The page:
I was born and raised in Maine, enjoying a childhood on the beach and in the woods. I moved to Salt Lake City in 2002 to attend the University of Utah where I graduated with my bachelors degree in Therapeutic Recreation. It was during my college years that I fell in love with skiing and my husband Nate. When I am not at the lupus foundation I work at a group home for people with disabilities or I am up skiing Alta or Snowbird. I have a dog, Bailey and a cat, Cirque. I enjoy hanging out with friends and family, crafting, backpacking and having fun.
I have been involved with the LFA, Utah Chapter since autumn 2007. I joined the board and served as secretary for my first year. I then served as president of the board for two years. With the growth of our foundation there was a need for more office staff so in the summer of 2009 I started working part time as the community outreach coordinator.
I am currently involved with grant writing, our two yearly fundraisers, the Walk for Lupus Now and the Papillon Gala and community outreach.
I was like many people and was not aware of what Lupus is, how it affects a person and how serious this illness can be. It wasn't until my close friend was hospitalized and slipped into a coma that I realized the effect Lupus has on an individual friends, family and the community. She like many went through several tests that were inconclusive until finally the diagnosis of Lupus was given to her. She currently lives a life with great determination, she is a wonderful mother and a loving friend but I know that some days are painful. The Lupus Foundation of America (LFA) estimates between 1.5 - 2 million Americans have a form of lupus, but the actual number may be higher. More than 90 percent of people with lupus are women. Symptoms and diagnosis occur most often when women are in their child-bearing years, between the ages of 15 and 45. I started volunteering with the LFA Utah Chapter to increase my understanding of Lupus, to help educate others, and help to build a support network for people with Lupus, their friends and family.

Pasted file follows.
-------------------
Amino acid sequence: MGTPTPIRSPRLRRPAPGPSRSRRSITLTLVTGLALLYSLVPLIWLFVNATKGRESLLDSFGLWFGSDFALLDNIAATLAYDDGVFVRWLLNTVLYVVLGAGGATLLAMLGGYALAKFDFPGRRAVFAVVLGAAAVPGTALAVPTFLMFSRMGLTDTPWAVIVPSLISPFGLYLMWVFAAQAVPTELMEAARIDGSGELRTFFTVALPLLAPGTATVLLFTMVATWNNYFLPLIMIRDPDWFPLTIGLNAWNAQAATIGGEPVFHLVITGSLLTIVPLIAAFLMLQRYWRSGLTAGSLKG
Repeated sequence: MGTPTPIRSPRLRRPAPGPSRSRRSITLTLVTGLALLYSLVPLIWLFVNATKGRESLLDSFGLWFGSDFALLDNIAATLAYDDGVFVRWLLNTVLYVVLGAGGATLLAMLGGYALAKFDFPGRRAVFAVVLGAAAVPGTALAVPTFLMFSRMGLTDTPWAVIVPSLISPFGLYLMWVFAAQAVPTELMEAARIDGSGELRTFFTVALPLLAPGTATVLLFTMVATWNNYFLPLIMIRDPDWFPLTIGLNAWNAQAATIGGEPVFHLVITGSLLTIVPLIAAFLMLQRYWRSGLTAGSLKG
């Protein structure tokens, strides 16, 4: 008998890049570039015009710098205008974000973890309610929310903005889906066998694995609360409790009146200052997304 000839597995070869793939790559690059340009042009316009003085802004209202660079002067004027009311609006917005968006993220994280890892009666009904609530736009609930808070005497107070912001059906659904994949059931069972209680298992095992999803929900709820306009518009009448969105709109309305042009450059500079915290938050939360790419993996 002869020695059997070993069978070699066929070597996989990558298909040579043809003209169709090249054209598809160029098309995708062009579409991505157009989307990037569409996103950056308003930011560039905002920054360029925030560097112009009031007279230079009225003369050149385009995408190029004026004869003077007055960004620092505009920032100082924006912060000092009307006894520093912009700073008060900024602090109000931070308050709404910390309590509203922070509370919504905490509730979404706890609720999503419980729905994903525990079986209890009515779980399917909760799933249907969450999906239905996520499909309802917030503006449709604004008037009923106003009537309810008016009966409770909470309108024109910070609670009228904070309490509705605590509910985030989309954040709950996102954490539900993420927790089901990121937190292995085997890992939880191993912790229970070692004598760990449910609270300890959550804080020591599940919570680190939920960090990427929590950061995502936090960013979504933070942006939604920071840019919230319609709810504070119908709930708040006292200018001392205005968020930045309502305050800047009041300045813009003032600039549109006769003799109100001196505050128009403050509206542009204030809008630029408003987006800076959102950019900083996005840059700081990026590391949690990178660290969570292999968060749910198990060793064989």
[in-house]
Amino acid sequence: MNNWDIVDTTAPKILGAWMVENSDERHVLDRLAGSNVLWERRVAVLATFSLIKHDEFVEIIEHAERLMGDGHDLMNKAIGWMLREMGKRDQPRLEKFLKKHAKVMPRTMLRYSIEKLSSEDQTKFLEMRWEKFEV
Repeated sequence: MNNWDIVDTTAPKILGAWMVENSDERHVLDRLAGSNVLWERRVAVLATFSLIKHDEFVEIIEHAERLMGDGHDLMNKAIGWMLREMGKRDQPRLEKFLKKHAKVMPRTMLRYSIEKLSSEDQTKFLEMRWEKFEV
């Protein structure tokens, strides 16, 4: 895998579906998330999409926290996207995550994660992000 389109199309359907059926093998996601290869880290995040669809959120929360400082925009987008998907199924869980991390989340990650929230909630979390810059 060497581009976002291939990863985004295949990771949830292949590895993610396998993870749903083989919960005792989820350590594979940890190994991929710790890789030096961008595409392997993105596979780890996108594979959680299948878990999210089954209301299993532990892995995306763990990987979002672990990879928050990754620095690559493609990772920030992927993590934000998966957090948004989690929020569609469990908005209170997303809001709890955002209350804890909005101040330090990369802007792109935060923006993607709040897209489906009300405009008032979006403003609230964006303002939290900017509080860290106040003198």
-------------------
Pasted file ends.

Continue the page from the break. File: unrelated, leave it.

It is my goal to continue to help support the growth of our foundation, to serve more people and raise money to find new treatments and a cure for lupus.
Trisha Schelble, Bookkeeper
I came to the Lupus Foundation to help with the bookkeeping which morphed into assisting with the annual Walk for Lupus Now 2009. I am currently the bookkeeper and grant-writer, but assist with events and other office duties as needed.
I have worked and volunteered with several non-profits throughout my adult life. This is why I was interested in coming to the foundation. I have met a few women through the years with lupus and knew a little about it, but this is as far as lupus had affected me. I knew it was a life-long diagnosis, and I knew it was not a good thing to have. Knowing as much as I do now about how devastating it is I have ,learned in the last year working at the Foundation.
Over the years I have worked as a funding coach, HR & personal secretary to the Major of the Salvation Army, been an AmeriCorps VISTA twice, in business for myself re-finishing furniture, among other things.
As an AmeriCorps VISTA I ran a reading program for M. Lynn Bennion Elementary and another program for Bringing Hope to Single Moms, assisting single mothers with many areas of their life to become self-reliant. I worked at Mt. Tabor Lutheran Church for twelve years as the administrative assistant and at First Unitarian Church as the DRE assistant..
I have volunteered with the SLCPD Domestic Violence program, Bryant Intermediate School, PTA President, JEDI Women, Families in Focus, Hansen Planetarium, to name a few.
I have sat the boards of: Salt Lake CAP Head Start, JEDI Women, and SLC Housing Advisory & Appeals Board.
I while away my hours doing yoga, walking, hiking, reading, taking misc classes from U of U, community and other places. I can watch cooking shows for hours on end, enjoy nurturing my house plants and being with my family.
I have been married for 20 years, with one recently married daughter, and three crazy cats. I have lived in SLC since 1975 with the exception of living in Minneapolis for two miserable winters. I have lived in the same house for the last 20 years!
What I do love about Salt Lake City is the geographical diversity. In one late fall day you can drive to the west desert and enjoy summer weather, then drive up over the Oquirrhs and enjoy a lovely fall view.
I look forward to working with the Lupus Foundation and am fired up about the process of growth we are in.
“To know even one life has breathed easier because you have lived. This is to have succeeded.”
~~ Ralph Waldo Emerson
Tabitha Thompson, Board Chair
There were a handful of years when only my immediate family knew I had been diagnosed with lupus. I just didn’t want people to treat me differently. I didn’t want every conversation to start with the earnest yet pity-filled “How ARE you?” when people look deeply into your eyes to show their concern, instead of a normally flippant “Hey, how are ya?” that doesn’t require a meaningful answer.
Besides, personally, I was elated, in a weird way, to have the diagnosis. It meant I wasn’t crazy or lazy or a hypochondriac. It meant there was a reason that I felt crappy and too tired to move and got sick so easily all the time. And it meant that there was something I could do to treat it.